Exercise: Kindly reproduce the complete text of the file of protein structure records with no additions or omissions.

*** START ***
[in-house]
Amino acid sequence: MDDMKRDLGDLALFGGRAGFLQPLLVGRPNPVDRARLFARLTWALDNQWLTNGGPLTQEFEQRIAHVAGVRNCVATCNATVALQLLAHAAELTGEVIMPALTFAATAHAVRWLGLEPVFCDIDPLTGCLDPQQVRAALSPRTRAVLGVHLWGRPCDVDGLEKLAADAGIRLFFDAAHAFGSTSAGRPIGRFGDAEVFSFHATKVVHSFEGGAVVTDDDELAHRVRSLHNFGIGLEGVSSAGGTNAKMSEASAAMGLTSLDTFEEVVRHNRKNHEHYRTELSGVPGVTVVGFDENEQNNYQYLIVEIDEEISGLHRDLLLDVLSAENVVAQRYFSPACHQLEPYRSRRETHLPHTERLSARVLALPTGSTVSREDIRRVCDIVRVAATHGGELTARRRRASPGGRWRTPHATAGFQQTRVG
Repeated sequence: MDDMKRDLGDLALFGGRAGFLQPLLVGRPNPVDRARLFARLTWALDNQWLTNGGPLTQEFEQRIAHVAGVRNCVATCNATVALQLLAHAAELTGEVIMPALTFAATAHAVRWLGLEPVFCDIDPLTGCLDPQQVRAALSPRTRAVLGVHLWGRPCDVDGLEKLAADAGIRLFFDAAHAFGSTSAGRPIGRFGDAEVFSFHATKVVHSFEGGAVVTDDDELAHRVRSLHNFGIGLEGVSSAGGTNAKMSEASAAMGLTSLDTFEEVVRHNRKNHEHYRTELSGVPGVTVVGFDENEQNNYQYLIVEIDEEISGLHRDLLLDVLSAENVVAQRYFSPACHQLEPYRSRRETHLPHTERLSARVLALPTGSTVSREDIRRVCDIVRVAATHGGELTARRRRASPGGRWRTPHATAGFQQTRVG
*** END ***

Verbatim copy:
[in-house]
Amino acid sequence: MDDMKRDLGDLALFGGRAGFLQPLLVGRPNPVDRARLFARLTWALDNQWLTNGGPLTQEFEQRIAHVAGVRNCVATCNATVALQLLAHAAELTGEVIMPALTFAATAHAVRWLGLEPVFCDIDPLTGCLDPQQVRAALSPRTRAVLGVHLWGRPCDVDGLEKLAADAGIRLFFDAAHAFGSTSAGRPIGRFGDAEVFSFHATKVVHSFEGGAVVTDDDELAHRVRSLHNFGIGLEGVSSAGGTNAKMSEASAAMGLTSLDTFEEVVRHNRKNHEHYRTELSGVPGVTVVGFDENEQNNYQYLIVEIDEEISGLHRDLLLDVLSAENVVAQRYFSPACHQLEPYRSRRETHLPHTERLSARVLALPTGSTVSREDIRRVCDIVRVAATHGGELTARRRRASPGGRWRTPHATAGFQQTRVG
Repeated sequence: MDDMKRDLGDLALFGGRAGFLQPLLVGRPNPVDRARLFARLTWALDNQWLTNGGPLTQEFEQRIAHVAGVRNCVATCNATVALQLLAHAAELTGEVIMPALTFAATAHAVRWLGLEPVFCDIDPLTGCLDPQQVRAALSPRTRAVLGVHLWGRPCDVDGLEKLAADAGIRLFFDAAHAFGSTSAGRPIGRFGDAEVFSFHATKVVHSFEGGAVVTDDDELAHRVRSLHNFGIGLEGVSSAGGTNAKMSEASAAMGLTSLDTFEEVVRHNRKNHEHYRTELSGVPGVTVVGFDENEQNNYQYLIVEIDEEISGLHRDLLLDVLSAENVVAQRYFSPACHQLEPYRSRRETHLPHTERLSARVLALPTGSTVSREDIRRVCDIVRVAATHGGELTARRRRASPGGRWRTPHATAGFQQTRVG